Iran Reformists' Leader Fears Crackdown in Wake of Election
February 16, 2004
The Financial Times
Mohammed Reza Khatami, general-secretary of Iran's largest reformist party and younger brother of president Mohammad Khatami, warned yesterday that a successful drive by conservatives to achieve high turnout in Friday's parliamentary elections could spark a crackdown on reformers.
Reformists are expected to lose control of the 290-seat national assembly, reflecting disenchantment among voters and the barring of 2,000 mostly reformist candidates by the Guardian Council, a constitutional watchdog. Mohammed Reza Khatami's Mosharekate (Participation Front) is boycotting the poll.
"[With a high turnout] we can expect more pressure. For example the judiciary may ban Mosharekate," he told the Financial Times. "If the turnout is below 30-40 per cent, this would be impossible." Mr Khatami's remarks underlined the difficulties facing the conservatives to motivate a largely disillusioned electorate.
"They are using all their power to bring people to vote," he said. "Forty per cent would not be a victory for them."
Just four years ago, Mr Khatami, then aged 40, topped the poll in Tehran with 2.2m votes. This time he is one of 67 sitting deputies from Mosharekate who are barred. "People will notice if whoever tops the list this time has just 500,000 votes," he said.
Electoral fraud was a clear danger, said Mr Khatami, who said the reformist-controlled intelligence ministry had warned of 30,000 fake voting papers. "Some say there are 2m forged identity cards," he added. But Mr Khatami predicted conservatives would not achieve the parliament they expected.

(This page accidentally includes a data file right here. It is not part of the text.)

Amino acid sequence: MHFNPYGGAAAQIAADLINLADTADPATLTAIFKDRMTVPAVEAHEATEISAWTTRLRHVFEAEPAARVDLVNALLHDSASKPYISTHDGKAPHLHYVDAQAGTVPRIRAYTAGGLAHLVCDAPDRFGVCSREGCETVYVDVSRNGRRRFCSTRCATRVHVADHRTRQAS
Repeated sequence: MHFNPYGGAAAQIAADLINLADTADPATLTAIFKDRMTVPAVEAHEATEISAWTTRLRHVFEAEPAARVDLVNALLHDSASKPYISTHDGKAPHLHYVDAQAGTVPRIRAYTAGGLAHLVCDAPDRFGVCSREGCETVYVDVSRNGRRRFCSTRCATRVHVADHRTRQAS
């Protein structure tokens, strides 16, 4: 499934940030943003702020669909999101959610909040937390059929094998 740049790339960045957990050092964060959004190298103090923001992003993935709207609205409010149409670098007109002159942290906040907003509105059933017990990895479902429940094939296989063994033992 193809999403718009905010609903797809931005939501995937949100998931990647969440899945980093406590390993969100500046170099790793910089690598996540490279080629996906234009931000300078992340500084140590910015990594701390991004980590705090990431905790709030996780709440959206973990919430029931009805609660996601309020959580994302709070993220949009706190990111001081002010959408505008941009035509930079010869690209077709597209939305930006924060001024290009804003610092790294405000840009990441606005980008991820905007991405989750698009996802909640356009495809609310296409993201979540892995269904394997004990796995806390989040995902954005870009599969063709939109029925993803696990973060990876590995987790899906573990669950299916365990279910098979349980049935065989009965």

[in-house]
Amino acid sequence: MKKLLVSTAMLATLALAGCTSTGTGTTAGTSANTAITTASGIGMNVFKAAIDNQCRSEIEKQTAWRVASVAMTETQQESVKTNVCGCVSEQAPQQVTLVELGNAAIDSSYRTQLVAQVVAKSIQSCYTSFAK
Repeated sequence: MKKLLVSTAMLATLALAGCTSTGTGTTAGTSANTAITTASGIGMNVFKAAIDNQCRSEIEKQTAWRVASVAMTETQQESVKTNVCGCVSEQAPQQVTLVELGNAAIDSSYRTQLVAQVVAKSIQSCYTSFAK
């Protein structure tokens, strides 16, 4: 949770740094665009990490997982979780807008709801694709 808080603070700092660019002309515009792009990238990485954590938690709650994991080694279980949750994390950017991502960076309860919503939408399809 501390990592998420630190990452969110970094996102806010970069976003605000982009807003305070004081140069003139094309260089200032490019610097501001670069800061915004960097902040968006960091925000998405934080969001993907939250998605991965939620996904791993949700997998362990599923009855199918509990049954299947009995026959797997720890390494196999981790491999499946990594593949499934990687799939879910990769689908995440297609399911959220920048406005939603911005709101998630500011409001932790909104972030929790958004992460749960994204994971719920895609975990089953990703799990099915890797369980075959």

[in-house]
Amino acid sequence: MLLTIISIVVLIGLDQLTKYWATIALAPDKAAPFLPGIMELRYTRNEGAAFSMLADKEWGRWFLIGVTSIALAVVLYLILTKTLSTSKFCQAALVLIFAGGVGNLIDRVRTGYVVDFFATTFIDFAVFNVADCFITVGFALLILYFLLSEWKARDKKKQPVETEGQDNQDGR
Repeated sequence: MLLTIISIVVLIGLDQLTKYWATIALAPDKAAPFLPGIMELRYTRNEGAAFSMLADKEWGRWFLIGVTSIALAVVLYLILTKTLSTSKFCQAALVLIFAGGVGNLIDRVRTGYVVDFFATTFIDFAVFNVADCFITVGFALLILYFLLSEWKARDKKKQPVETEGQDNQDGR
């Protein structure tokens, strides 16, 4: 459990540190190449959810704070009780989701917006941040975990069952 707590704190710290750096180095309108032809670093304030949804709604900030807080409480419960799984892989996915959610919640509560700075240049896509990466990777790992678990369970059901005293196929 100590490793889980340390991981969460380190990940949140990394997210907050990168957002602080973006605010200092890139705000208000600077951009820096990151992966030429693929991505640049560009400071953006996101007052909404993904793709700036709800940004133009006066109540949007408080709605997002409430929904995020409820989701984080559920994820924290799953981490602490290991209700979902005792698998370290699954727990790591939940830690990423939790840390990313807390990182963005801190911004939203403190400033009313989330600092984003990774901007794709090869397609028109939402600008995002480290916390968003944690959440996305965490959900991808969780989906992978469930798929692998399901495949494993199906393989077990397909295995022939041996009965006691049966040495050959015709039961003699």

Only 50 of the 290 deputies would be "hardliners" and the rest would be "a spectrum right across to some radical reformers".
"The conservatives cannot reproduce their forces - if you look at their candidates, you cannot find a famous name," he said. "The new generation of conservatives is modern, and more reformist than their parents. We have talked to many of them and know their views."
As to his own party's future, Mr Khatami said it planned to use its absence from parliament to focus on grassroots organisation.
In the meantime, there would be many opportunities for the government - which remains accountable to President Khatami until presidential elections next year - to "deepen the gap between hardliners and conservatives" and so realign Iranian politics.
"My feeling is that parliament will not be decisive. The combat between the hardliners and the institutions of civil society will become more important than the conflict in parliament."
Looking back over the four weeks since the Guardian Council announced the banning of candidates and prompted a protest parliamentary sit-in by 80 deputies, Mr Khatami was mildly critical of his brother and of Mahdi Karroubi, the parliamentary speaker.
"They were more optimistic than us," he said. "They thought only 10 deputies and 100-200 other well-known candidates would be disqualified . . . And also, because of their positions, they cannot say everything that we can."
Mr Khatami stressed the wide "improvements" in Iran after seven years of reform. "It is important not to lose all these achievements," he said. http://news.ft.com/servlet/ContentServer?pagename=FT.com/StoryFT/FullStory&c=StoryFT&cid=1075982561271&p=1012571727172